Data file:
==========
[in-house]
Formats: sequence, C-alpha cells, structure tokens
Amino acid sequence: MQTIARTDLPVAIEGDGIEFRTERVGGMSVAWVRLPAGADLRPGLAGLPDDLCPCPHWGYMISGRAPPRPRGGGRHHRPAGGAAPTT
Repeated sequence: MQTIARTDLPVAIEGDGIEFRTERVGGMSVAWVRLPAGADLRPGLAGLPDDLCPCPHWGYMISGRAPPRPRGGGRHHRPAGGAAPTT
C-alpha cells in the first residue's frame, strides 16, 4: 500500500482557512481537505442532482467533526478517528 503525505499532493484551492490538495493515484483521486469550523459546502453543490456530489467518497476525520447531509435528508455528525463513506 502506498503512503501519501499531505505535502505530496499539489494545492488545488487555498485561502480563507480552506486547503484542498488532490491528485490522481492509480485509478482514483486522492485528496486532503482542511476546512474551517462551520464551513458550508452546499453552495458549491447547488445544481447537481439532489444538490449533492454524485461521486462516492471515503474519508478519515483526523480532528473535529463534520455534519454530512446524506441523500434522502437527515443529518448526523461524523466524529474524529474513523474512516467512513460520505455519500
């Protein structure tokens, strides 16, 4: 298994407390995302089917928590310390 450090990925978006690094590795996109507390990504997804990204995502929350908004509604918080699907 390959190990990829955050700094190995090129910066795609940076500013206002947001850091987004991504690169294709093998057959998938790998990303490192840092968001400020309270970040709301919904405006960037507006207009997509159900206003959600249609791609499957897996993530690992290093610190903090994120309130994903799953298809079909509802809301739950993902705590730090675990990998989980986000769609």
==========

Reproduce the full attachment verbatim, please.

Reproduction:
[in-house]
Formats: sequence, C-alpha cells, structure tokens
Amino acid sequence: MQTIARTDLPVAIEGDGIEFRTERVGGMSVAWVRLPAGADLRPGLAGLPDDLCPCPHWGYMISGRAPPRPRGGGRHHRPAGGAAPTT
Repeated sequence: MQTIARTDLPVAIEGDGIEFRTERVGGMSVAWVRLPAGADLRPGLAGLPDDLCPCPHWGYMISGRAPPRPRGGGRHHRPAGGAAPTT
C-alpha cells in the first residue's frame, strides 16, 4: 500500500482557512481537505442532482467533526478517528 503525505499532493484551492490538495493515484483521486469550523459546502453543490456530489467518497476525520447531509435528508455528525463513506 502506498503512503501519501499531505505535502505530496499539489494545492488545488487555498485561502480563507480552506486547503484542498488532490491528485490522481492509480485509478482514483486522492485528496486532503482542511476546512474551517462551520464551513458550508452546499453552495458549491447547488445544481447537481439532489444538490449533492454524485461521486462516492471515503474519508478519515483526523480532528473535529463534520455534519454530512446524506441523500434522502437527515443529518448526523461524523466524529474524529474513523474512516467512513460520505455519500
């Protein structure tokens, strides 16, 4: 298994407390995302089917928590310390 450090990925978006690094590795996109507390990504997804990204995502929350908004509604918080699907 390959190990990829955050700094190995090129910066795609940076500013206002947001850091987004991504690169294709093998057959998938790998990303490192840092968001400020309270970040709301919904405006960037507006207009997509159900206003959600249609791609499957897996993530690992290093610190903090994120309130994903799953298809079909509802809301739950993902705590730090675990990998989980986000769609």